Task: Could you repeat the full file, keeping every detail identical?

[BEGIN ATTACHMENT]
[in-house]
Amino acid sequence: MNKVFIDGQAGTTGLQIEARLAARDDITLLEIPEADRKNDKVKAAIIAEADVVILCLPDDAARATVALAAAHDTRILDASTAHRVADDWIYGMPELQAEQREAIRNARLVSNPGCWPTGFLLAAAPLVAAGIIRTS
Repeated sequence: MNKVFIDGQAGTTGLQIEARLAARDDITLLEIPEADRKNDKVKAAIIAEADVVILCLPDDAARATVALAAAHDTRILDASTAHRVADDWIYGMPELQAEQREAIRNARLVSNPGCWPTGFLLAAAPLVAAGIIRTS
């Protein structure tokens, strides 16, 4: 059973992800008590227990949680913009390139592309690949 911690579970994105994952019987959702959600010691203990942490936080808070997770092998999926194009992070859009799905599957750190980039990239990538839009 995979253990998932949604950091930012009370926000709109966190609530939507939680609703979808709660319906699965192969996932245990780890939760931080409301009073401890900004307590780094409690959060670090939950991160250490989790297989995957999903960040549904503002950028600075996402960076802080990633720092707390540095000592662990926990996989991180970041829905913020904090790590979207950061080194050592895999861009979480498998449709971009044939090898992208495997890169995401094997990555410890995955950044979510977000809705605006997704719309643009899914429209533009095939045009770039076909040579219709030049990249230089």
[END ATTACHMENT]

[in-house]
Amino acid sequence: MNKVFIDGQAGTTGLQIEARLAARDDITLLEIPEADRKNDKVKAAIIAEADVVILCLPDDAARATVALAAAHDTRILDASTAHRVADDWIYGMPELQAEQREAIRNARLVSNPGCWPTGFLLAAAPLVAAGIIRTS
Repeated sequence: MNKVFIDGQAGTTGLQIEARLAARDDITLLEIPEADRKNDKVKAAIIAEADVVILCLPDDAARATVALAAAHDTRILDASTAHRVADDWIYGMPELQAEQREAIRNARLVSNPGCWPTGFLLAAAPLVAAGIIRTS
């Protein structure tokens, strides 16, 4: 059973992800008590227990949680913009390139592309690949 911690579970994105994952019987959702959600010691203990942490936080808070997770092998999926194009992070859009799905599957750190980039990239990538839009 995979253990998932949604950091930012009370926000709109966190609530939507939680609703979808709660319906699965192969996932245990780890939760931080409301009073401890900004307590780094409690959060670090939950991160250490989790297989995957999903960040549904503002950028600075996402960076802080990633720092707390540095000592662990926990996989991180970041829905913020904090790590979207950061080194050592895999861009979480498998449709971009044939090898992208495997890169995401094997990555410890995955950044979510977000809705605006997704719309643009899914429209533009095939045009770039076909040579219709030049990249230089």